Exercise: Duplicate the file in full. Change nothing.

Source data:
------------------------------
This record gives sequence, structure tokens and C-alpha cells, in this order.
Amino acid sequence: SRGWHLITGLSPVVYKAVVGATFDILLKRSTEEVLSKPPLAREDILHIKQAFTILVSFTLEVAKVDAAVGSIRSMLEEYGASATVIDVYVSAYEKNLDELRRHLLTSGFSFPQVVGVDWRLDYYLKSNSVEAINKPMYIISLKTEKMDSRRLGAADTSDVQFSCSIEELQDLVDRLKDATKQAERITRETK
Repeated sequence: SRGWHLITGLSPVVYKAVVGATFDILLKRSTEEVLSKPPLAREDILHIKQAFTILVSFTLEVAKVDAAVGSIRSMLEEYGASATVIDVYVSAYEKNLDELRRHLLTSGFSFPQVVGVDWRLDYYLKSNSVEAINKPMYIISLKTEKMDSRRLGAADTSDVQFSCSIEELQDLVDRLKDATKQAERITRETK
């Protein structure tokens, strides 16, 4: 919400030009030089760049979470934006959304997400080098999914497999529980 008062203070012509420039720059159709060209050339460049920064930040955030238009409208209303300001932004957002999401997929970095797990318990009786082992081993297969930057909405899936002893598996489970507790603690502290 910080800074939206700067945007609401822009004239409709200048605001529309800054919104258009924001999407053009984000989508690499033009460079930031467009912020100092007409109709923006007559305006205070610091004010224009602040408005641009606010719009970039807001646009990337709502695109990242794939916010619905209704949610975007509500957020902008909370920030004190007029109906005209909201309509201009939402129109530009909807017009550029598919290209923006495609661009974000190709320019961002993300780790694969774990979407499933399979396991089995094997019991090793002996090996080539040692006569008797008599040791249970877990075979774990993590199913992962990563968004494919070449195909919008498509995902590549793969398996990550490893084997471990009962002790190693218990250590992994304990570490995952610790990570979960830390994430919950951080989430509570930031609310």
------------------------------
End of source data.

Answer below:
This record gives sequence, structure tokens and C-alpha cells, in this order.
Amino acid sequence: SRGWHLITGLSPVVYKAVVGATFDILLKRSTEEVLSKPPLAREDILHIKQAFTILVSFTLEVAKVDAAVGSIRSMLEEYGASATVIDVYVSAYEKNLDELRRHLLTSGFSFPQVVGVDWRLDYYLKSNSVEAINKPMYIISLKTEKMDSRRLGAADTSDVQFSCSIEELQDLVDRLKDATKQAERITRETK
Repeated sequence: SRGWHLITGLSPVVYKAVVGATFDILLKRSTEEVLSKPPLAREDILHIKQAFTILVSFTLEVAKVDAAVGSIRSMLEEYGASATVIDVYVSAYEKNLDELRRHLLTSGFSFPQVVGVDWRLDYYLKSNSVEAINKPMYIISLKTEKMDSRRLGAADTSDVQFSCSIEELQDLVDRLKDATKQAERITRETK
């Protein structure tokens, strides 16, 4: 919400030009030089760049979470934006959304997400080098999914497999529980 008062203070012509420039720059159709060209050339460049920064930040955030238009409208209303300001932004957002999401997929970095797990318990009786082992081993297969930057909405899936002893598996489970507790603690502290 910080800074939206700067945007609401822009004239409709200048605001529309800054919104258009924001999407053009984000989508690499033009460079930031467009912020100092007409109709923006007559305006205070610091004010224009602040408005641009606010719009970039807001646009990337709502695109990242794939916010619905209704949610975007509500957020902008909370920030004190007029109906005209909201309509201009939402129109530009909807017009550029598919290209923006495609661009974000190709320019961002993300780790694969774990979407499933399979396991089995094997019991090793002996090996080539040692006569008797008599040791249970877990075979774990993590199913992962990563968004494919070449195909919008498509995902590549793969398996990550490893084997471990009962002790190693218990250590992994304990570490995952610790990570979960830390994430919950951080989430509570930031609310």